Dorothy Shepherd 1871 – 1952 MD, ChB Edininburgh, was a British orthodox physician who was brought up with homeopathy and converted to homeopathy several years after she graduated. Shepherd graduated in homeopathy from the Hering College in Chicago
Dorothy Shepherd was a member of the The London Society for the Abolition of Compulsory Vaccination, alongside Henry Tudor Edmunds, Henry Valentine Knaggs, Erich Kurt Ledermann, and Harold Fergie Woods and many others.
Dorothy Shepherd practiced in Harley Street, and in clinics for the poor across London.
As WW11 rolled around and trauma became a customary fair, Dorothy Shepherd wholly depended on her new medicine entirely. Since Dr. Shepherd advanced to using homeopathy full time, she never reverted to the “ways of old” again.
Having a full staff at her call, she taught and instructed them in the homeopathic protocols for all emergencies including pre and post operative procedures.
Her conventional antiseptics were replaced with Calendula, her protocol for broken bones was to administer Arnica, then set the bone. Conventional analgesics that carried side effects were replaced by Hypericum, Arnica and Ledum. Fever cases were given Belladonna, psychological trauma was treated with Aconite and Gelsemium.
And her case load wasn’t light. London and surrounding areas where she practiced were under frequent bombings, so her experience was like working in a MASH unit, only with ill prepared civilians.
The new breed of Kentian homeopathy was particularly influential on the generation of British homeopaths who were born in the 1870-1890 period, because they were in a position to benefit directly from scholarships which would send them over to Chicago to receive a year’s tuition with the great man himself. James Tyler Kent died in 1916.
Several key figures in British homeopathy took up these study tours including Douglas Morris Borland, John Weir, Dorothy Shepherd, Harold Fergie Woods and William Percy Purdom. It is no exaggeration to say that as a result, they returned to the UK with tales of a form of homeopathy bordering on the miraculous…
Dorothy Shepherd grew up in South India where her father was a missionary. She studied medicine at Heidelberg medical school and graduated from Edinburgh. She was raised with homeopathic medicine and as a child had access to a copy of Constantine Hering‘s Domestic Physician.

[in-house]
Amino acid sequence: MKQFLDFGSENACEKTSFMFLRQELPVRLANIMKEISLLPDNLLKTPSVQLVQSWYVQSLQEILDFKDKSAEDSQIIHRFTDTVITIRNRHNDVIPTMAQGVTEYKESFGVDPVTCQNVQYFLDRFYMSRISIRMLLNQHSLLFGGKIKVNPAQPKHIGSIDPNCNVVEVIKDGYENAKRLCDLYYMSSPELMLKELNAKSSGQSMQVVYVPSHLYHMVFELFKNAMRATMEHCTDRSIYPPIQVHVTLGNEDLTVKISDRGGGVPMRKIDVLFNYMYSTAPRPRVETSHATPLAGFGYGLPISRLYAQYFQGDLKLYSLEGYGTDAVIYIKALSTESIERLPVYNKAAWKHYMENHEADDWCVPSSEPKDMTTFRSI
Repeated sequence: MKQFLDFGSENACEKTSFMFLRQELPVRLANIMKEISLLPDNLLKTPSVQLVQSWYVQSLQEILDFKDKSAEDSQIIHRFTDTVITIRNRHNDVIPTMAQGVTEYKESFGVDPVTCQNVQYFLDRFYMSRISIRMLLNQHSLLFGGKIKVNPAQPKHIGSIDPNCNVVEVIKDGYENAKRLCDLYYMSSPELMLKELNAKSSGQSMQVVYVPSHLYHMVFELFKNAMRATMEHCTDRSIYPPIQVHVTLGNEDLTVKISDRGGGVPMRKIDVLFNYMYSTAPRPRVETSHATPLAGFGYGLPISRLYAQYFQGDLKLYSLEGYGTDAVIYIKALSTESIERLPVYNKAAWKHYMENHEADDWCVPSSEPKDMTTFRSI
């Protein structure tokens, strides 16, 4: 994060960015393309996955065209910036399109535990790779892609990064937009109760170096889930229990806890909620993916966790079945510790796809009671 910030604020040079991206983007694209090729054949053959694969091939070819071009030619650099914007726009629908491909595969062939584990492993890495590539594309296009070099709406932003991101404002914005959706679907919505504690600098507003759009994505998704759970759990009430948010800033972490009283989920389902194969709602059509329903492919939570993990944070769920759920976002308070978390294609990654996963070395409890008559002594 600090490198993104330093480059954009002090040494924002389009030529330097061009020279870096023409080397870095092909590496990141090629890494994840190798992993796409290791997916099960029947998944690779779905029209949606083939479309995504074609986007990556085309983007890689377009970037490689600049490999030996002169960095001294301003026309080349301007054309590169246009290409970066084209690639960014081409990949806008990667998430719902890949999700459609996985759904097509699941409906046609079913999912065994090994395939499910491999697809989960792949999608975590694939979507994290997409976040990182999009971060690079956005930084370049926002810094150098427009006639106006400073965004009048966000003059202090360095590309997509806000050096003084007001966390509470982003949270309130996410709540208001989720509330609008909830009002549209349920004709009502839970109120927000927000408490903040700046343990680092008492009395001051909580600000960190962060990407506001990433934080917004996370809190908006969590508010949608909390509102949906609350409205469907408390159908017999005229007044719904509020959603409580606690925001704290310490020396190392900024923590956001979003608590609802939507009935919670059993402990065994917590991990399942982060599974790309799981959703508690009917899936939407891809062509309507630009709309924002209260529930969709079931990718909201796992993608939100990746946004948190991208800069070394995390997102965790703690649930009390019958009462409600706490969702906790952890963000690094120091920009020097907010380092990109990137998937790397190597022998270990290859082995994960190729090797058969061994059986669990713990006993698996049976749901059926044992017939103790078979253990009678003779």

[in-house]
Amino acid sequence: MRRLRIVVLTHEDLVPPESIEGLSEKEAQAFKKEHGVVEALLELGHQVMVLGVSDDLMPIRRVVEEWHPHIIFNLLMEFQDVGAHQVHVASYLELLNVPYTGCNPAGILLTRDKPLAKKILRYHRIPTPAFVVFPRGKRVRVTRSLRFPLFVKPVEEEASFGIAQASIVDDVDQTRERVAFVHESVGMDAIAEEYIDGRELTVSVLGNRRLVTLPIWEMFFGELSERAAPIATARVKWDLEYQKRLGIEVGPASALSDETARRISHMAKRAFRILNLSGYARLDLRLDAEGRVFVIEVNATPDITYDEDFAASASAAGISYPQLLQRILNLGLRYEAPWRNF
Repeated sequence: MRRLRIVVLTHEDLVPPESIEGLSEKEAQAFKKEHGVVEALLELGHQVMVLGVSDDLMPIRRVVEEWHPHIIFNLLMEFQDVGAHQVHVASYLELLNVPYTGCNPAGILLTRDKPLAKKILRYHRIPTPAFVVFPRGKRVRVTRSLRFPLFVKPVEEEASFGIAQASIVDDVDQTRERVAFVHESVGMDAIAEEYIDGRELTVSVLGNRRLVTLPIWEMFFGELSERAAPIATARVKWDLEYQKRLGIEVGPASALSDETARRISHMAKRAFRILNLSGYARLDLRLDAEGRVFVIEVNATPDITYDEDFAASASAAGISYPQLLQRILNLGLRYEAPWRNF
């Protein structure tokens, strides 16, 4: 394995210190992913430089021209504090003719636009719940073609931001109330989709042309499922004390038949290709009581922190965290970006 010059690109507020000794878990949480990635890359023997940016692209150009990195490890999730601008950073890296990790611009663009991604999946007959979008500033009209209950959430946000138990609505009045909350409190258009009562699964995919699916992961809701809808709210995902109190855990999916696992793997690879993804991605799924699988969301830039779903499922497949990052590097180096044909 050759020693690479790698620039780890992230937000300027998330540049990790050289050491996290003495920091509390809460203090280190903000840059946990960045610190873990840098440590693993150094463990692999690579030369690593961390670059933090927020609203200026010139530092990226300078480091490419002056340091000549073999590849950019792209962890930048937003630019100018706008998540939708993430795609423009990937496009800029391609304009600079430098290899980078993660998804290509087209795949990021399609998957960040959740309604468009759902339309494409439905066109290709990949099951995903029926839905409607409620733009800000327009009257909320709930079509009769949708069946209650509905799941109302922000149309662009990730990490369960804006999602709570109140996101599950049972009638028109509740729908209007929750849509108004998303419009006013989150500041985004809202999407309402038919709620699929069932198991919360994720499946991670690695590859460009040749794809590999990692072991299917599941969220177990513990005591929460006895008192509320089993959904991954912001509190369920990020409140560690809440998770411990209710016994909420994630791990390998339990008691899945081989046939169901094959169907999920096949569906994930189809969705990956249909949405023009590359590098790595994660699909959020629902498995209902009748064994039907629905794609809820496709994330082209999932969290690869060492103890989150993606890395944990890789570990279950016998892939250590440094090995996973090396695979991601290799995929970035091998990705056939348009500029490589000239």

Even though she grew up in a homeopathic household in England, at the age of ten she announced her intention to pursue allopathic medical studies. Only after her conventional medical training did she investigate the medicine of her childhood.
When she returned to Europe Dr. Shepherd put her new skills in to practice. “I must admit that homeopathy has never let me down. Homeopathy is a life long study. It requires the burning of the midnight oil, but it is worthwhile.”…
Some time in the 1940′s Dr. Shepherd established a homeopathic center in Bramshott. Little is known about it. She spent long hours providing homeopathic care to the poor in London and was well known for her service and staunch support of homeopathy.
On November 15, 1952, after 45 years of service to homeopathy, Dr. Shepherd passed on. Her contributions to homeopathy through her practice and published writings helped bridge the gap during the lean years of homeopathy in the 1900s….
Dorothy Shepherd grew up in a homeopathic household in England. She remembered the familiar ritual of little sugar granules dissolved in a glass of water and the thrill of sipping this mixture out of a spoon.
What she does not have memories of, are wearisome days in bed and doctor’s visits. As a child she loved pouring over Constantine Hering‘s Domestic Physician and at the age of ten announced, to the horror of her family, her intention of pursuing medical studies.
She reached her goal and began training at Edinburgh University as well as Heidelberg and other continental schools. There was no reference to homeopathy in her training; it was a dim memory from childhood.
She specialized in midwifery and surgery in women’s diseases. Her residency was spent in a “homeopathic” hospital where she spent most of her time in surgery and none learning homeopathy. The doctors at this hospital prescribed many remedies at once and patients usually left the dispensary with four or five bottles of colorless water in them.
When Dorothy asked one of the doctors “why not put it all in one bottle?” she was frowned upon. Some years later these doctors finally gave up the pretense of calling themselves homeopaths but by this time she had tired of their mumbo jumbo and taken a new post as a surgeon, disgusted with so called homeopathy.
Shortly thereafter, she heard about the Hering College in Chicago and James Tyler Kent. But she was still skeptical. It took the following experience to convince her. She developed excruciating sinusitis from the boat passage from England to America. A physician at the college prescribed Nux Vomica CM. He told her to expect an aggravation and then improvement. “It was all double Dutch to me. I smiled in a superior fashion and thanked him. I could not believe that such a microscopic dose could make any difference let alone give me more pain.” But of course, she did have a rapid cure of the sinusitis and subsequently threw herself into her new studies with enthusiasm.
During her schooling in Chicago, she had trouble concentrating and her memory was not as strong as it used to be. On the recommendation of a fellow student, she took Tuberculinum 1M which restored her mental acuity and near photographic memory. From then on she was converted to high potencies.
Dorothy Shepherd wrote Homeopathy in Epidemic Diseases, The Magic of the Minimum Dose, More Magic of the Minimum Dose, Homeopathy for the First Aider, A Physician’s Posy, A Dictionary of Domestic Medicine with John Henry Clarke, The New Art and Science of Medicine, Two Lectures,